The Lamborghini Urraco is a 2+2 sports car available from 1972 to 1979 model years. Fitting the usual naming moniker of Lamborghini, the Urraco name refers to a line of Miura-bred fighting bulls. When translated directly from Spanish to English, it means little bull.
Lamborghini Urraco: Oil Crisis and Environmental Concerns
Like many vehicles produced in the midst of the energy crisis, the Urraco was Lamborghini’s attempt to bring a more efficient car to market. While many of their vehicles were no-holds-barred ultra high-performance machines, the time had come to put other concerns into the design. The result was a somewhat restrained version of the Lamborghini brand that had evolved. While the founder actually preferred larger and more comfortable grand touring vehicles, Lamborghini began to become associated with 2-seater sports cars featuring mind-blowing V12 engines. Practicality was not in the scope of their usual builds. But when the energy crisis rolled around, along with the accompanying concerns about the environment as a whole and increased fuel efficiency, the time had come for a change. More practical concerns were brought into the design of the Lamborghini Urraco in an attempt to provide a more affordable and eco-conscious vehicle. Lamborghini turned to the famed Bertone fashion house and Marcello Gandini to design the body for the Urraco. It was intended to compete with more affordable luxury vehicles like the Ferrari Dino.
The usual V12 was replaced with a smaller displacement V8 engine, and two-seater capacity was increased to four people. While it was a much more reasonable product than the others they had brought, it still focused on trying to maintain luxury and high performance. 791 total units of the Lamborghini Urraco were produced. They featured a transverse mid-engine with rear-wheel drive and weighed in around 2,500 pounds. The engines used was a 2.5-liter for the P250 model with maximum horsepower of 223 PS (220 horsepower) at 7,500 RPMs and 165 lb ft of torque at 3,500 RPMs. It was paired with a manual 5-speed gearbox. In 1974, a 3-liter V8 engine was introduced in the P300 with 250 PS (247 horsepower) and 195 lb ft of torque. It is also reported that some 2.0L P200s were produced, with 180 horsepower and 130 lb ft of torque. The engines featured four Weber carbs to provide accurate air fuel mixture to provide the best fuel efficiency possible. For old-school Lamborghini owners, these numbers surely wouldn’t provide the speed they had been used to. But then again, in a world that had face a serious fuel shortage, people were willing to travel that excessive power for a more responsible vehicle that led to fewer trips to the gas station. 21 of the Lamborghini Urracos, known as P250 Tipo 111s, were fitted with larger front bumpers and emissions controls to meet the US regulatory requirements, resulting in slightly decreased horsepower.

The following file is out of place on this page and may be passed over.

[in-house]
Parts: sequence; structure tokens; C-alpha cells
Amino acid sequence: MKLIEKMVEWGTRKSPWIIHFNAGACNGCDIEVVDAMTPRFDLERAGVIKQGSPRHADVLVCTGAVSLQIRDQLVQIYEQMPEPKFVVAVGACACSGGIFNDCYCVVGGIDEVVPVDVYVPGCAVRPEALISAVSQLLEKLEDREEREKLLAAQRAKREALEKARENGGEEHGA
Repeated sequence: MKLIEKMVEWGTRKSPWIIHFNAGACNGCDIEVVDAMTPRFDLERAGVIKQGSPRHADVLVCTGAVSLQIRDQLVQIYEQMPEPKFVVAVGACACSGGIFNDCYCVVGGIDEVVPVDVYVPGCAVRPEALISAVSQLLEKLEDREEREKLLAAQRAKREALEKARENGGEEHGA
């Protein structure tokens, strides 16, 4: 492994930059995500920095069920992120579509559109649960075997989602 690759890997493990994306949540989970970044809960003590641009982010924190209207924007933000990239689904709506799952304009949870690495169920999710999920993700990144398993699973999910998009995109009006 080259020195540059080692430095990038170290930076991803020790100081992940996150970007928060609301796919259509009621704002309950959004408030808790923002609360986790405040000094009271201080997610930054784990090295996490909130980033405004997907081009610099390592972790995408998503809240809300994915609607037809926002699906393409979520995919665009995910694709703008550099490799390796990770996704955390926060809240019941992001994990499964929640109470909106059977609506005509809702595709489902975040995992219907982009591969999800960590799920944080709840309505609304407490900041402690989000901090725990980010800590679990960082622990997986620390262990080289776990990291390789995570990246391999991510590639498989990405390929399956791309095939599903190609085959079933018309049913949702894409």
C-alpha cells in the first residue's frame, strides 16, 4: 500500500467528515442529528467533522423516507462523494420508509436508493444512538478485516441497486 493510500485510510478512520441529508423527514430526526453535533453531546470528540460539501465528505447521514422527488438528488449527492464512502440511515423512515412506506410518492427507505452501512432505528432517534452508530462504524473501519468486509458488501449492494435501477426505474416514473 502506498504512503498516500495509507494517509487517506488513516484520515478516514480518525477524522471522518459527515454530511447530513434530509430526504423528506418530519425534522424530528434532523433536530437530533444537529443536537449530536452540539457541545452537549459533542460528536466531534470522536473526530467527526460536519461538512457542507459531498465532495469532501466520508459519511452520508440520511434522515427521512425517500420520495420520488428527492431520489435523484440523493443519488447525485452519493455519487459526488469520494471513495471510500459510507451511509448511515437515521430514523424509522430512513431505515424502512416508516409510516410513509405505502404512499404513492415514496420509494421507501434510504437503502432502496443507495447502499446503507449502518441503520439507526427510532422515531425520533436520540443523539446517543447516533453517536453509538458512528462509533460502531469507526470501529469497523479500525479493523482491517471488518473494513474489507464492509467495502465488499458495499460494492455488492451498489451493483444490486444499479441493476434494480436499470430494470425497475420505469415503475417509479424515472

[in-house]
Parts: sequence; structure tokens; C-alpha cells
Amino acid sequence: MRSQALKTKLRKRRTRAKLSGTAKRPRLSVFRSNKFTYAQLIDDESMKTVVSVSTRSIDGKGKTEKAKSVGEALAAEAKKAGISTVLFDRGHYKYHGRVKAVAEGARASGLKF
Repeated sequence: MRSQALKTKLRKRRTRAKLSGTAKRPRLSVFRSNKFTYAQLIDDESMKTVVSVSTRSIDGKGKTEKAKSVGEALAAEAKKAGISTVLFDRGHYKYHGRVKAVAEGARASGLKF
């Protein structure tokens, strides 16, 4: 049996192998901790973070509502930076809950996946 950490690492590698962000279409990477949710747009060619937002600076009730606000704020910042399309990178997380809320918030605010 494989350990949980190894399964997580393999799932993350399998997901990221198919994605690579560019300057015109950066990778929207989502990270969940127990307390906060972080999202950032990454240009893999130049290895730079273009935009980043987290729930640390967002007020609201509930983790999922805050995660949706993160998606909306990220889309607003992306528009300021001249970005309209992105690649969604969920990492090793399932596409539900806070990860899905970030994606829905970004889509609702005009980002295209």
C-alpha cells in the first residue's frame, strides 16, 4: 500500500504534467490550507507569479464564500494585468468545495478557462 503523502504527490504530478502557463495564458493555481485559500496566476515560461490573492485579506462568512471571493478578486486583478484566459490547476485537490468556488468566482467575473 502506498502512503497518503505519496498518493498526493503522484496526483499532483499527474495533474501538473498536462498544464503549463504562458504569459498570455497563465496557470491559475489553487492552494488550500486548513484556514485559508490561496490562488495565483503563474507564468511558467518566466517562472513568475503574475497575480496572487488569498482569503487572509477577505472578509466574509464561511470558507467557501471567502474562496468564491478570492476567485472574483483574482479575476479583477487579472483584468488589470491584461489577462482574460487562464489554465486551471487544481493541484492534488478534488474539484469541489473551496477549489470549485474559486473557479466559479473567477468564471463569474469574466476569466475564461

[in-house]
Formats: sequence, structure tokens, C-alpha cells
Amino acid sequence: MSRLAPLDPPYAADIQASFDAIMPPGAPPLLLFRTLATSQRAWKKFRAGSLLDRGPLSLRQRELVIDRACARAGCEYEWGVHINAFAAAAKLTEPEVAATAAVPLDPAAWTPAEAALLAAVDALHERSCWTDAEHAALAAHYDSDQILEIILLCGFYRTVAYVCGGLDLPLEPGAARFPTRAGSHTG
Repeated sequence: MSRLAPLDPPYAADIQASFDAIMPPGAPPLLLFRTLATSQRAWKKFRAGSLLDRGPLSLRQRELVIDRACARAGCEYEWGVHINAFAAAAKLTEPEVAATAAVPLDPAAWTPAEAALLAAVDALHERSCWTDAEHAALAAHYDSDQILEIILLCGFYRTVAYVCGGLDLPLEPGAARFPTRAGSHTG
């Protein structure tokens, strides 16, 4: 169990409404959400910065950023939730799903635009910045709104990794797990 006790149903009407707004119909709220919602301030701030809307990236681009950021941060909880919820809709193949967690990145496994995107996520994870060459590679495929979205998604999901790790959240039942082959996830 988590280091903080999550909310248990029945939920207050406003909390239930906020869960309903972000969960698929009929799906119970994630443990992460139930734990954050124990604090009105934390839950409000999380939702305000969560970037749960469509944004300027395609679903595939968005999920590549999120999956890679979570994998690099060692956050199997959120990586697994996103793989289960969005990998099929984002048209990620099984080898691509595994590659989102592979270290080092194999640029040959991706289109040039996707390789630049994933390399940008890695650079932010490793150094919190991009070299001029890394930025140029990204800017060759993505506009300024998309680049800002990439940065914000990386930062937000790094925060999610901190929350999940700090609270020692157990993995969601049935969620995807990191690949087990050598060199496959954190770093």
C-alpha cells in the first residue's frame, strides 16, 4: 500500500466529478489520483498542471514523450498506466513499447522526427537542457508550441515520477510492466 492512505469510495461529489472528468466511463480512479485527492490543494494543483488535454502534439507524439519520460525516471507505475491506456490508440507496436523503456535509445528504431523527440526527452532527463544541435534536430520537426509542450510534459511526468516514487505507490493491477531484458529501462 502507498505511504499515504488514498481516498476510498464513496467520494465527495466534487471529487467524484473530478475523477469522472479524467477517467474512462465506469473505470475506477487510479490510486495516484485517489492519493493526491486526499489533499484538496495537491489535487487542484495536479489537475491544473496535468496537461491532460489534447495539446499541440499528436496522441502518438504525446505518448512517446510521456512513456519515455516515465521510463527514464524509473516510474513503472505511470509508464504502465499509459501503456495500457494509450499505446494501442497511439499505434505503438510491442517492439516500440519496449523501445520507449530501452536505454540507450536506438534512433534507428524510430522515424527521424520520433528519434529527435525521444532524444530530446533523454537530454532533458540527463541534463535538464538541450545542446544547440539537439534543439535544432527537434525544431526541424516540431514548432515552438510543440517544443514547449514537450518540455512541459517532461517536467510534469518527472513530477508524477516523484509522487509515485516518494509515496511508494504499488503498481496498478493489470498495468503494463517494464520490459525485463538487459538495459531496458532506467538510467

Styling and Features
The exterior styling of the Urraco was still fitting of the Lamborghini name. Although the design was not quite as aggressive as other models, there were a lot of angular designs, a prominent front nose, and the overall height was kept to a minimum. Constructed to seat four people, the interior cabin is roomy yet compact as expected from most low-roof Lamborghini models. The width adds to an open feel, yet ergonomics likely weren’t a top priority. Rather than the usual expensive materials lining the interior and trim around the vehicle, brushed aluminum trim meets large black and white simple dials scattered around the dashboard. Rocker switches handle most of the accessory controls, fitting the time period well. Thanks to McPherson struts, coil springs, and sway-bars, the road feel has been described as light and full of feel. The deep bellowing soundtrack of the V8 still fills your ears with a tone of the reasonable power that sits under the rear engine cover.